Writing Personal Statements for Scholarship or Graduate School Applications

If you plan to apply for admission to a graduate program or for a grant or fellowship, you will need to write a personal statement. While all applications contain specific instructions, and you should definitely pay attention and tailor your statement to the program for which you are applying, there are some general principles that govern writing personal statements. Remember that you are writing an essay, and like any essay, it should have a clear purpose, strong organization, and impeccable grammar and syntax.

The personal statement should do the following:

Tell the department or organization:

  • who you are
  • what makes you tick
  • what separates you from other strong candidates
  • what special things you have done
  • what problem have you solved or challenge overcome, finishing with resolution.

Try to say something interesting about yourself, because people like stories and will use their perception of your story to evaluate your application. The structure need not be framed chronologically. Consider what might be a good point of entry.

Explain what has led you to consider your choice of degree (which will lead to some career outcome, e.g., Ph.D. in Rocket Science so I can train NASA astronauts). For a grant or fellowship, talk about why you want to do whatever it is that the grant funds.

Explain what is special (perhaps this is who) about the department that has caused you to apply to them. This means you have to do some homework and tells the department that you’ve done your homework. Consider if your story arc is relevant to the department. A Ph.D. in Rocket Science is not relevant to a department of history. On the other hand, don’t waste space on statements of the obvious, such as “Oxford is one of the greatest universities in the world.”

The answer to the first portion should be well over 50% of your statement; addressing the second will be perhaps 10-20% and the final response will be the rest.

After you have done a few drafts, ask someone who knows you reasonably well (or several such people), “What strikes you about me?” Ask yourself, “What is the most difficult obstacle I’ve overcome?” Or, “What was my watershed moment?” The answers will produce seeds of what’s interesting about you.

Show your draft to mentors or friends who can help you refine it.

When reading the final draft, ask, would a reader want more, or respond, “We’ve got to get this person here” ?

Keep in mind the following points:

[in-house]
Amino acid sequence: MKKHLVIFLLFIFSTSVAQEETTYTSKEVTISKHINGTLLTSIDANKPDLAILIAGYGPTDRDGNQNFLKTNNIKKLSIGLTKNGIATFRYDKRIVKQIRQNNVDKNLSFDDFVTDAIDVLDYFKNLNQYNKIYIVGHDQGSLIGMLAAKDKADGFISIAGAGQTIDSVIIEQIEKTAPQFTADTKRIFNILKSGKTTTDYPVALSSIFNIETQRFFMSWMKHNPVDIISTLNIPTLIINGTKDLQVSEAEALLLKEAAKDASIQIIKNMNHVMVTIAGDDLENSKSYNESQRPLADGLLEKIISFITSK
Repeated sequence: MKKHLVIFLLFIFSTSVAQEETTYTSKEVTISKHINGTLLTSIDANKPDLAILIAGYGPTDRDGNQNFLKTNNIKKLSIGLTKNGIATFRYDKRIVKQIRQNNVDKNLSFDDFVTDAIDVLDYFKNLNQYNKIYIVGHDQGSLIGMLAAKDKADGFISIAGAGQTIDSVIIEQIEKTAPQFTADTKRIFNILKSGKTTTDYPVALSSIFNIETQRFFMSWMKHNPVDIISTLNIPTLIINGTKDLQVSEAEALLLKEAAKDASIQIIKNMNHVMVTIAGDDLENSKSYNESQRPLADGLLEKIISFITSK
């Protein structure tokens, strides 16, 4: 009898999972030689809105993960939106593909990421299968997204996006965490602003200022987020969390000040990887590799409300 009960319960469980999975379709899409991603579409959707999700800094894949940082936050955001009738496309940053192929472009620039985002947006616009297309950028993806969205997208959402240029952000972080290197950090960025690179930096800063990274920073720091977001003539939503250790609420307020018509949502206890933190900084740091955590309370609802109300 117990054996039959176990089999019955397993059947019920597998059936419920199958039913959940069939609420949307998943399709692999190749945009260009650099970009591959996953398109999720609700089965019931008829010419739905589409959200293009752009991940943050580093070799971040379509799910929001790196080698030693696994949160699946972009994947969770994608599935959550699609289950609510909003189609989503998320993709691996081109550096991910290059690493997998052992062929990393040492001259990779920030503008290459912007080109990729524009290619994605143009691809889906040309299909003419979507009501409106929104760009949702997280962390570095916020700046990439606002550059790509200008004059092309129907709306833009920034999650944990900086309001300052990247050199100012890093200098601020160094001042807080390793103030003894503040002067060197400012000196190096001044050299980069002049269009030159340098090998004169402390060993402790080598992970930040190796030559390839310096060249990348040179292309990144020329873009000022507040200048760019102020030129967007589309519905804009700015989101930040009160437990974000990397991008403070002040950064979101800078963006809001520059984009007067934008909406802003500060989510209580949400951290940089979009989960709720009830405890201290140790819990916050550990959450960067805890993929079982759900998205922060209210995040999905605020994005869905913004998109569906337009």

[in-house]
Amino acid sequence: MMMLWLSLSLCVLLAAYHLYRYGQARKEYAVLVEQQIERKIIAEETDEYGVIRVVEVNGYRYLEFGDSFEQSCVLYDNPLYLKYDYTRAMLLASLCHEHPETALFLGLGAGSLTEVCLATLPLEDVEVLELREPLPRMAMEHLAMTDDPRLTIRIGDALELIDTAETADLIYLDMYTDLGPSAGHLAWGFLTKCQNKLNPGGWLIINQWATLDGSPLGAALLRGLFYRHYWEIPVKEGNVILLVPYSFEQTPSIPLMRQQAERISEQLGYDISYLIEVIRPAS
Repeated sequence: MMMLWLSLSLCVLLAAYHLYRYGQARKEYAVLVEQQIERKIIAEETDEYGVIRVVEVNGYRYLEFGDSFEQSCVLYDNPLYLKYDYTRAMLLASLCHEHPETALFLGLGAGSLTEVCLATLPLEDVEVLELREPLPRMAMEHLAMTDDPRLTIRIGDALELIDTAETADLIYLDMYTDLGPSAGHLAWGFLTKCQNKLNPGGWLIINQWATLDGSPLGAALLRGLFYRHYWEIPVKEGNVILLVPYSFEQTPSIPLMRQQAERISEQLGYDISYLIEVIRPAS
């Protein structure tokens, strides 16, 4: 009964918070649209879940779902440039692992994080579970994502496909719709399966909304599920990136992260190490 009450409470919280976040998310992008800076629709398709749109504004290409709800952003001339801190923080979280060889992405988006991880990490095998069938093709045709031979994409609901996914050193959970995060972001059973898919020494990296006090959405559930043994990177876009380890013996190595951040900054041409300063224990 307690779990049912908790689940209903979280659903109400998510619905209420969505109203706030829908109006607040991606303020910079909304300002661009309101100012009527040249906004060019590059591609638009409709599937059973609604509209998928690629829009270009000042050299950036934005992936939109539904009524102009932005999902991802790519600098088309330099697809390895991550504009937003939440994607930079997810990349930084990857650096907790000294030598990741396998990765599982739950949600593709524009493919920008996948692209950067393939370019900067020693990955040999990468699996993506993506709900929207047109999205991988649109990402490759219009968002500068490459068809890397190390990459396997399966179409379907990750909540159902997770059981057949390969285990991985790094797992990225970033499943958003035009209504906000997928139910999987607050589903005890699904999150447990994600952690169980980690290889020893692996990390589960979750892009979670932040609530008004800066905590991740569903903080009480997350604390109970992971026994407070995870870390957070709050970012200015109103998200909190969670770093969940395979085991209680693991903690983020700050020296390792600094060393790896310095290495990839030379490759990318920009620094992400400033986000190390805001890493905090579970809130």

• Do not repeat things that are found other places in your application.
  • Essays are not lists. Be sure you are telling a story, not writing a list of your accomplishments.
  • Use the essay to talk about the development of your mind, your interests, your ambitions and your priorities. The details of your childhood are generally not relevant.
  • When you make big generalizations, it is a good idea to give an illustrative example.
  • Stay away from broad statements, unless you can explain them. For example, saying “My time in Antarctica changed my life” is not useful unless you can explain how it changed your life, and how that change is relevant to your application.
  • Avoid clichés or jargon of any kind. For example, it is generally not helpful to say that you value diversity, or that you are looking for a challenge. While these things may be true, you need to find a more specific, less clichéd way of talking about them.
  • Consider talking about books, experiences or ideas that have shaped your interests.
  • Remember that many programs do not conduct interviews, and so will not be able to ask you follow-up questions. You must explain yourself fully in your essay. Consider carefully the details you choose.
  • On the other hand, if the program does conduct interviews, you must be ready to expand on anything you mentioned in your application. If you are not prepared to discuss any element of your life in an interview, you should not include it in your application.


One approach to beginning the personal statement: Create a story board using post-its, which you can then move around until they are in the right order; then begin composing your story.

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